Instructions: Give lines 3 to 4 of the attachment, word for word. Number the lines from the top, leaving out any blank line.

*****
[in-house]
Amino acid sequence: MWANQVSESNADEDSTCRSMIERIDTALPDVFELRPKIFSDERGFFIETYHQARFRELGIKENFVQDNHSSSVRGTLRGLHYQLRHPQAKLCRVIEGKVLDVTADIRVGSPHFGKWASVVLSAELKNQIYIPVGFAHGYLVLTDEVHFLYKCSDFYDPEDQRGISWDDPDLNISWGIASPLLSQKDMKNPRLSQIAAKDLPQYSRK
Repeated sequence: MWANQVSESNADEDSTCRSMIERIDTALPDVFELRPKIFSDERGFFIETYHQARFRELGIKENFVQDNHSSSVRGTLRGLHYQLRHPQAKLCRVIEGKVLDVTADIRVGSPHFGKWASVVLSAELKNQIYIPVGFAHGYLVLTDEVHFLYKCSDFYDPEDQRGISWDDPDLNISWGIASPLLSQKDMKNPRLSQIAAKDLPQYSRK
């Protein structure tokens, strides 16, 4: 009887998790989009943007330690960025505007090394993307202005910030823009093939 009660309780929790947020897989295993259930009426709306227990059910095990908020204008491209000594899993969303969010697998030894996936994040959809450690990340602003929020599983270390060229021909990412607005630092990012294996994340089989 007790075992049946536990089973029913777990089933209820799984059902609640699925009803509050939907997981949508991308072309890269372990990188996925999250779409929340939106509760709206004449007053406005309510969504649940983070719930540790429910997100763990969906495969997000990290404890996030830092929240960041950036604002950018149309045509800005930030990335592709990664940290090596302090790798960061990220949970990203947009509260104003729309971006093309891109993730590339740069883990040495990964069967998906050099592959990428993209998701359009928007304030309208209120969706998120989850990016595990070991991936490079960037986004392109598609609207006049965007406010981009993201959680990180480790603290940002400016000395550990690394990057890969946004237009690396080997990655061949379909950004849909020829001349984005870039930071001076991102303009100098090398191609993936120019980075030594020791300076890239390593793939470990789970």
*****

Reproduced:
Repeated sequence: MWANQVSESNADEDSTCRSMIERIDTALPDVFELRPKIFSDERGFFIETYHQARFRELGIKENFVQDNHSSSVRGTLRGLHYQLRHPQAKLCRVIEGKVLDVTADIRVGSPHFGKWASVVLSAELKNQIYIPVGFAHGYLVLTDEVHFLYKCSDFYDPEDQRGISWDDPDLNISWGIASPLLSQKDMKNPRLSQIAAKDLPQYSRK
């Protein structure tokens, strides 16, 4: 009887998790989009943007330690960025505007090394993307202005910030823009093939 009660309780929790947020897989295993259930009426709306227990059910095990908020204008491209000594899993969303969010697998030894996936994040959809450690990340602003929020599983270390060229021909990412607005630092990012294996994340089989 007790075992049946536990089973029913777990089933209820799984059902609640699925009803509050939907997981949508991308072309890269372990990188996925999250779409929340939106509760709206004449007053406005309510969504649940983070719930540790429910997100763990969906495969997000990290404890996030830092929240960041950036604002950018149309045509800005930030990335592709990664940290090596302090790798960061990220949970990203947009509260104003729309971006093309891109993730590339740069883990040495990964069967998906050099592959990428993209998701359009928007304030309208209120969706998120989850990016595990070991991936490079960037986004392109598609609207006049965007406010981009993201959680990180480790603290940002400016000395550990690394990057890969946004237009690396080997990655061949379909950004849909020829001349984005870039930071001076991102303009100098090398191609993936120019980075030594020791300076890239390593793939470990789970």